Sam Inglis


Sam is a researcher and geoscientist who has worked for a number of NGOs and academic institutions, focusing on environmental issues throughout Asia. He was employed by ADM Capital Foundation from 2016 to 2019, most recently as Environment Research Manager, overseeing projects on water security and wildlife crime. He obtained an MSc from the University of Exeter, UK, in 2013, with his research focusing on changing dynamics of the cryosphere and the impacts on societies in Asia and South America.

I have a strong background in research, having co-authored several reports and articles on environmental issues in Asia. These ranged from mountain hazards in the Sutlej River basin and GLOFs in the Karakoram and Southern Alps, to the threats posed by climate change to Hong Kong's leading gas companies and mapping potential pathways to sustainable development in Myanmar, to the consequences of melting ice on Philippine communities.

In recent years I have co-authored several public-facing reports on environmental issues in Hong Kong. The first, 'The Illusion of Plenty', explored water security, and the second, 'Trading in Extinction', examined the illegal wildlife trade in Hong Kong.

I am a passionate advocate for change, striving to convert hard science into an intelligible and actionable form. In June 2017, I was among speakers lobbying Hong Kong's Legislative Council to ban the local trade in ivory. In 2016, I wrote for Columbia University's 'GlacierHub' blog, whilst also working for the Yale Program on Climate Change Communication social media team. In late 2015, I joined former Chief Climate Negotiator for the Philippines, Naderev "Yeb" Saรฑo, in a 1500km journey - the 'People's Pilgrimage'. We crossed France, Switzerland & Italy on foot over the course of two months, directly engaging communities & raising awareness about the impacts of climate change.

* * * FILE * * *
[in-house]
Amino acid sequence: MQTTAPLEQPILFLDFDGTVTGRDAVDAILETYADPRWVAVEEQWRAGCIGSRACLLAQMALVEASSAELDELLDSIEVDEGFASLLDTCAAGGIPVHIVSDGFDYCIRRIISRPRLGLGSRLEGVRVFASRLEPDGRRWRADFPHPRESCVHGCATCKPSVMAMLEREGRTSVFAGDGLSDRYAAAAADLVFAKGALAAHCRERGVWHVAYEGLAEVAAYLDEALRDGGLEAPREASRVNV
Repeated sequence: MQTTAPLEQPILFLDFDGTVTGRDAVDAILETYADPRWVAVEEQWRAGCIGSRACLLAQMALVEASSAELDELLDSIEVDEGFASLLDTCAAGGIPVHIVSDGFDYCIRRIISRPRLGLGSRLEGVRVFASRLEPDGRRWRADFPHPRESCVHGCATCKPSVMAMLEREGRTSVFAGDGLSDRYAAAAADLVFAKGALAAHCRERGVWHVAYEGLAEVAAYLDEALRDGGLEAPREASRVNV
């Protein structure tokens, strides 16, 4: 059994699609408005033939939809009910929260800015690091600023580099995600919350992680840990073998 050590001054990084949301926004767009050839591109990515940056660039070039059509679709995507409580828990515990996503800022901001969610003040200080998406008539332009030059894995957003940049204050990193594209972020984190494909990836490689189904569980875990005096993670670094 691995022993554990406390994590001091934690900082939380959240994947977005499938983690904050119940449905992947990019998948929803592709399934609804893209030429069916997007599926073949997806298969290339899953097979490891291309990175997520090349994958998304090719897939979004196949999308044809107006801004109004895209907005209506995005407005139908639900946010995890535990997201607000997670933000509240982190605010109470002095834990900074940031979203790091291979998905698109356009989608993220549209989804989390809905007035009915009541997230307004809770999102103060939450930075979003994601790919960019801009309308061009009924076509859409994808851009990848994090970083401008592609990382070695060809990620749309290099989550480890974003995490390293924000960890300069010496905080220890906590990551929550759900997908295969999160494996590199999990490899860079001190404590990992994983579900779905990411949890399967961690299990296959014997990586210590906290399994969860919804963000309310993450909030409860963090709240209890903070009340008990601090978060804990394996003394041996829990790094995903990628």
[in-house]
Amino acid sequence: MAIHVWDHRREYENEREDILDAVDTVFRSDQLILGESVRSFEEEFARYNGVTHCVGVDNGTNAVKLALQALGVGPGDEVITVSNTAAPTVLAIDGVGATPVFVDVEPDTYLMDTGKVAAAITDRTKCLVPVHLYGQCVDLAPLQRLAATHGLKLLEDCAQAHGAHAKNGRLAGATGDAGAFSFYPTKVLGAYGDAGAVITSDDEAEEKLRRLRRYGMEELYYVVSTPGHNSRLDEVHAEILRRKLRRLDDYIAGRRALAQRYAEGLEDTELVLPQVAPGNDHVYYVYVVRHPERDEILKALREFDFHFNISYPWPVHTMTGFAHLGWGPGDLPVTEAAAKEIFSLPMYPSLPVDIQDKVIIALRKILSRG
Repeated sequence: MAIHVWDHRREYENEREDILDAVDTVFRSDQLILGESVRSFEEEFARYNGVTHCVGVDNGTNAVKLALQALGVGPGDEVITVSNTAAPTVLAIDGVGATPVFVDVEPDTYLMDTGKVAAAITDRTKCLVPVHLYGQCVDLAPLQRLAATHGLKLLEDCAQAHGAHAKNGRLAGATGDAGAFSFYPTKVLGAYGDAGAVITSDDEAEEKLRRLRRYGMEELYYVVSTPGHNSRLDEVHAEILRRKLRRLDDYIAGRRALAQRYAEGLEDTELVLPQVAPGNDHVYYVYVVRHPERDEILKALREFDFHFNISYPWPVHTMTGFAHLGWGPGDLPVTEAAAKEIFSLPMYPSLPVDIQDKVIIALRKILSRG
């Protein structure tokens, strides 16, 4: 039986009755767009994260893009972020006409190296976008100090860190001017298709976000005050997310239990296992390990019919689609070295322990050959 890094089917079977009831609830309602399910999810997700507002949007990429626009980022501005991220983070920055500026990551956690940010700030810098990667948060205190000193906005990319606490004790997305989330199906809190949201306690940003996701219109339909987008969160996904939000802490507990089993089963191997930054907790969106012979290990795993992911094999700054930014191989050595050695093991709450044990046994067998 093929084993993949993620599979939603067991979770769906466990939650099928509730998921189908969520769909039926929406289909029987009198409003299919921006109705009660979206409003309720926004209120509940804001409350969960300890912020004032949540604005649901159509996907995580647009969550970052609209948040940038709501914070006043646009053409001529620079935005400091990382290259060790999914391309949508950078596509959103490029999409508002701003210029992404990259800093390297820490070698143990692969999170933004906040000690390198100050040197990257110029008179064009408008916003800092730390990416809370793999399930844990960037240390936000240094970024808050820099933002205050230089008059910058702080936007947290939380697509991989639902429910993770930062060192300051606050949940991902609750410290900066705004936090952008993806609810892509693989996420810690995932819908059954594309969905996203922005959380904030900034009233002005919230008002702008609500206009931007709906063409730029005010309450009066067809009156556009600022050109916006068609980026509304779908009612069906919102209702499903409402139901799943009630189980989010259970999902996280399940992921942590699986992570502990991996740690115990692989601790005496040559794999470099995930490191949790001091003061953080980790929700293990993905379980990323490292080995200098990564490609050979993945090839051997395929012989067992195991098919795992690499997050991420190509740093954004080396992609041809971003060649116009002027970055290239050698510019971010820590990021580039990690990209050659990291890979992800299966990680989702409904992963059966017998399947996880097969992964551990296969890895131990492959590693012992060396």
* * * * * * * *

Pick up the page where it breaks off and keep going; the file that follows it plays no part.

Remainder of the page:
I walk the talk and strive to shine a light of issues and work on the front lines to develop practicable solutions.

Specialities: project management, research, editorial, problem solving, science communication, climate science.